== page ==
More generally, and looking beyond the specific issues of the policy on uniforms, Health Secretary Alan Johnson has paid tribute to NHS staff for their significant success in going beyond the Government's target of halving MRSA blood stream infections across England. The quarterly figures on MRSA bloodstream infections, published by the Health Protection Agency in September, showed that the number of MRSA infections had fallen by 57 per cent compared to the base level in 2003/4 when the target was set. The figures showed that the risk of becoming infected with an MRSA bacteraemia was at its lowest for 5 years. This was achieved by a package of measures including higher standards of clinical practice and cleanliness, an increase in matrons and hospital deep cleans.
In addition, the figures on C. difficile infections published by the Health Protection Agency in October showed a big drop in the key over 65 age group in which cases had dropped by 18 percent on the previous quarter and 38 percent since the same quarter in 2007. Overall, the figures showed a 21 percent decrease on the 2007-08 average and meant that the NHS was well on its way to delivering its target to reduce C. difficile infection numbers by 30% over the three years to 2011.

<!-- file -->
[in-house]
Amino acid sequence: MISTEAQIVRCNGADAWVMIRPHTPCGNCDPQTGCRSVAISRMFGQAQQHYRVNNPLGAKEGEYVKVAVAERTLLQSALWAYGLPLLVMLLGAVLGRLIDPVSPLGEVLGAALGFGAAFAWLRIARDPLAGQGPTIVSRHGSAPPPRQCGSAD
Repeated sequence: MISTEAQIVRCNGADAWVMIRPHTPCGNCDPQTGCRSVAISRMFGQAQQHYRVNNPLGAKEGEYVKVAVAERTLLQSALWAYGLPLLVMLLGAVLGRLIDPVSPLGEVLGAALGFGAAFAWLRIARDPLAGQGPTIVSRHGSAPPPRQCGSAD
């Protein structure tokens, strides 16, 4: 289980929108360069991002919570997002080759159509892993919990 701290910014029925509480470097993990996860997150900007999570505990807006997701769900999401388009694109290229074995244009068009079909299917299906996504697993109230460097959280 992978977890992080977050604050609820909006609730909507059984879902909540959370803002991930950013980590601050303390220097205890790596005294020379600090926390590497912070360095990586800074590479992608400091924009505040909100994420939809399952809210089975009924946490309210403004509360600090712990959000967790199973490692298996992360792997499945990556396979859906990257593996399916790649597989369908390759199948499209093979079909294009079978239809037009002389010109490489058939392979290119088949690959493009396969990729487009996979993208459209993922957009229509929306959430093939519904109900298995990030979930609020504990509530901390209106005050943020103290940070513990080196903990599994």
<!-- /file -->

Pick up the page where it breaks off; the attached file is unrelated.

Whilst the NHS has achieved the ambitious 50 per cent reduction of MRSA nationally, not every organisation has achieved this yet; for those organisations this objective should remain their immediate goal. Those that have already done so must continue to reduce infection rates. Primary Care Trusts will agree stretching ambitions in contracts with provider organisations for reducing infection rates and improving cleanliness. Strategic Health Authorities will ensure PCT plans are robust in this respect and must be satisfied that those plans demonstrate, collectively, reduced variation in performance.